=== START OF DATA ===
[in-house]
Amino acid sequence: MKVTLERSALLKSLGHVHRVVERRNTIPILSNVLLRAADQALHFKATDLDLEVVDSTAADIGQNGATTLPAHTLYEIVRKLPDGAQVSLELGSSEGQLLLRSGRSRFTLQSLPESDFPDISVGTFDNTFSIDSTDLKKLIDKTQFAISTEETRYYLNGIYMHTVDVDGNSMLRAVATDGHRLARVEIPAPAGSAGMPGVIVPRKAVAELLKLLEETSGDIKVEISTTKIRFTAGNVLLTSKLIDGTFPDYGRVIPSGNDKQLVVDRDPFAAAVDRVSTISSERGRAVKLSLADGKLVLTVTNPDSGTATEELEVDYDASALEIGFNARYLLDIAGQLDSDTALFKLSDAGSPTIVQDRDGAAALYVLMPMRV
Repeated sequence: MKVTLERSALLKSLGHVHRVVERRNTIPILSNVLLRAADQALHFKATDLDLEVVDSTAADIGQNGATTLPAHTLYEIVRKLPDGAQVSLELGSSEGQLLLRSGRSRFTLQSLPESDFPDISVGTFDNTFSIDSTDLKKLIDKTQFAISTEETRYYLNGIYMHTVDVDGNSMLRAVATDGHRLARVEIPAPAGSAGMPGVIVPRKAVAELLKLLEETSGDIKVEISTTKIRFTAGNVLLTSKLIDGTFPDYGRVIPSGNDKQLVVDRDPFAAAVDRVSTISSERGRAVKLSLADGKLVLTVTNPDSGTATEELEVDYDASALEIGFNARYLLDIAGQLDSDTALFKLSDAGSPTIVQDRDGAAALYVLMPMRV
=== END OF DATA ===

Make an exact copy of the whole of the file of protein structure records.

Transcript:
[in-house]
Amino acid sequence: MKVTLERSALLKSLGHVHRVVERRNTIPILSNVLLRAADQALHFKATDLDLEVVDSTAADIGQNGATTLPAHTLYEIVRKLPDGAQVSLELGSSEGQLLLRSGRSRFTLQSLPESDFPDISVGTFDNTFSIDSTDLKKLIDKTQFAISTEETRYYLNGIYMHTVDVDGNSMLRAVATDGHRLARVEIPAPAGSAGMPGVIVPRKAVAELLKLLEETSGDIKVEISTTKIRFTAGNVLLTSKLIDGTFPDYGRVIPSGNDKQLVVDRDPFAAAVDRVSTISSERGRAVKLSLADGKLVLTVTNPDSGTATEELEVDYDASALEIGFNARYLLDIAGQLDSDTALFKLSDAGSPTIVQDRDGAAALYVLMPMRV
Repeated sequence: MKVTLERSALLKSLGHVHRVVERRNTIPILSNVLLRAADQALHFKATDLDLEVVDSTAADIGQNGATTLPAHTLYEIVRKLPDGAQVSLELGSSEGQLLLRSGRSRFTLQSLPESDFPDISVGTFDNTFSIDSTDLKKLIDKTQFAISTEETRYYLNGIYMHTVDVDGNSMLRAVATDGHRLARVEIPAPAGSAGMPGVIVPRKAVAELLKLLEETSGDIKVEISTTKIRFTAGNVLLTSKLIDGTFPDYGRVIPSGNDKQLVVDRDPFAAAVDRVSTISSERGRAVKLSLADGKLVLTVTNPDSGTATEELEVDYDASALEIGFNARYLLDIAGQLDSDTALFKLSDAGSPTIVQDRDGAAALYVLMPMRV